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Calibration/Validation of GOCE Measured Mediterranean Sea level Using Satellite Altimetry and GRACE

Juan Jose Martinez-Benjamin(1), Alexander Braun(2), C.K. Shum(3), Chung-Yen Kuo(3), Shin-Chan Han(3), Yuchan Yi(3), Y. Tony Song(4), Marina Martinez-Garcia(1) and Gema Rodriguez-Velasco(5)

(1) Technical University of Catalonia, Campus South, bldg. P, 08028 Barcelona, Spain
(2) University of Calgary, 2500 University Drive NW, Calgary, Canada
(3) The Ohio State University, 2070 Neil Avenue, 43210-1275, Columbus, United States
(4) Jet Propulsion Laboratory, 4800 Oak Grove Drive, 91109 , Pasadena, United States
(5) Complutense University of Madrid, Avda. Complutense, s/n, 28040 Madrid, Spain

Abstract

European Space Agency (ESA)’s Gravity field and steady state Ocean Circulation Explorer (GOCE) mission is planned to launch in 2007 for a 20- month time period to primarily measure the Earth’s mean gravity field. In a sun-synchronous orbit and at an altitude of 250 km, the GOCE onboard space gravity gradiometer (SGG) will measure primarily 4 components (3 diagonals and 1 off-diagonal) of the gravity gradient tensor field of the Earth. One of GOCE’s primary high-level data products is the global gravity model with an anticipated geoid accuracy of 1 cm RMS and a spatial resolution of 130 km or longer. The Mediterranean Sea is a semi-enclosed ‘true’ ocean. Recent Mediterranean circulation and sea level studies using various observations (multi-mission altimetry, tide gauge, thermosteric sea level from WOA01, and to a lesser extent, GRACE) and ocean circulation models (e.g., JPL's ECCO and non-Boussinesq models) show good coherence and agreement. The satellite altimetry and tide gauge observed and model predicted sea level show good coherent with correlation coefficient of 0.6. The barotropic pressure response accounts for about 66% of the Mediterranean sea level rise (1948–2001). The estimated sea level trend (1.54±0.75 mm/yr) using decadal altimetry (1985–2001) after correcting the interannual/decadal signals reconstructed using tide gauge data, agrees well with the long term trend (1948–2001) estimated using tide gauges (1.43±0.09 mm/yr) in the Mediterranean Sea, and is in better agreement than before with the global long-term sea level trend (1.7–1.8 mm/yr). Finally, multiple altimetry sea level measurements are being calibrated in dedicated campaigns to quantify the error characteristics. This study makes use of all of the above knowledge in a simulation study to show that the GOCE data (gravity gradient tensors) and data product (GOCE geoid in the Mediterranean), after correcting for temporal variability (e.g., from GRACE to potentially account for hydrologic fluxes), could be validated in the Mediterranean Sea.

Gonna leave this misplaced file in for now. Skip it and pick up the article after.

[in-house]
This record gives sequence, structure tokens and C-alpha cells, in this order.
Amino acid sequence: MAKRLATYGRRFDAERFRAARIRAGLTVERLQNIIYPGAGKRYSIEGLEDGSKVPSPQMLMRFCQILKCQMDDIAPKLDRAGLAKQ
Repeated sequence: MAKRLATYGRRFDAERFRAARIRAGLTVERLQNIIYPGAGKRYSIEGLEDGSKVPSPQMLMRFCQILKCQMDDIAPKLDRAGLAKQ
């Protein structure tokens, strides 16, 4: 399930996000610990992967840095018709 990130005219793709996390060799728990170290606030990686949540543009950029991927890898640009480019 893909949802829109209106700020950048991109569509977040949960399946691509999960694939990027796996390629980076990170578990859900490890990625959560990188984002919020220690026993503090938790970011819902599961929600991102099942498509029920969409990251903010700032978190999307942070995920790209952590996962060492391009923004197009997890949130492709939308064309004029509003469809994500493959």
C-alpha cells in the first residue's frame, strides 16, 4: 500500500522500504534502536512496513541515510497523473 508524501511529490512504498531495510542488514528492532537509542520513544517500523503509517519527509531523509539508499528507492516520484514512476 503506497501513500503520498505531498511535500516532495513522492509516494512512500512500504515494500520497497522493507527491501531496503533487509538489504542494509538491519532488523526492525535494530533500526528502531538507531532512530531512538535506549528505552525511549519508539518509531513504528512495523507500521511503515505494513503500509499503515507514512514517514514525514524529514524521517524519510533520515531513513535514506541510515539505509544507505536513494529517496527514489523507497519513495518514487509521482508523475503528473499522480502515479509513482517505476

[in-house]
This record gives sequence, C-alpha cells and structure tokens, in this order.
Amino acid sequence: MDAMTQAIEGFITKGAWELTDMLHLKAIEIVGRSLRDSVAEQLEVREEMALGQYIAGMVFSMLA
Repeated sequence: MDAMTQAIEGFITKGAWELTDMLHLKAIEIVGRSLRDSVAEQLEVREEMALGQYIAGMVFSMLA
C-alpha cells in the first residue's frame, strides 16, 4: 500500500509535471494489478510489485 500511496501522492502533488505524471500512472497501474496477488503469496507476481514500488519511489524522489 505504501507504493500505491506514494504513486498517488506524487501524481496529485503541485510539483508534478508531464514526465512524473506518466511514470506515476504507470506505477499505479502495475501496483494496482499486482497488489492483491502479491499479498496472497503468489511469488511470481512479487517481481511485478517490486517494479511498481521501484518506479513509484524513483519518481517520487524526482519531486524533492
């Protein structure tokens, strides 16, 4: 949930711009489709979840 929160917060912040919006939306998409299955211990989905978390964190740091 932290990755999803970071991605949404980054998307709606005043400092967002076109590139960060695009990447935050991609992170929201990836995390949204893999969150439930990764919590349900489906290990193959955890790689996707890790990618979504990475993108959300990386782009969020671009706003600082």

Keywords: ESA European Space Agency - Agence spatiale europeenne, observation de la terre, earth observation, satellite remote sensing, teledetection, geophysique, altimetrie, radar, chimique atmospherique, geophysics, altimetry, radar, atmospheric chemistry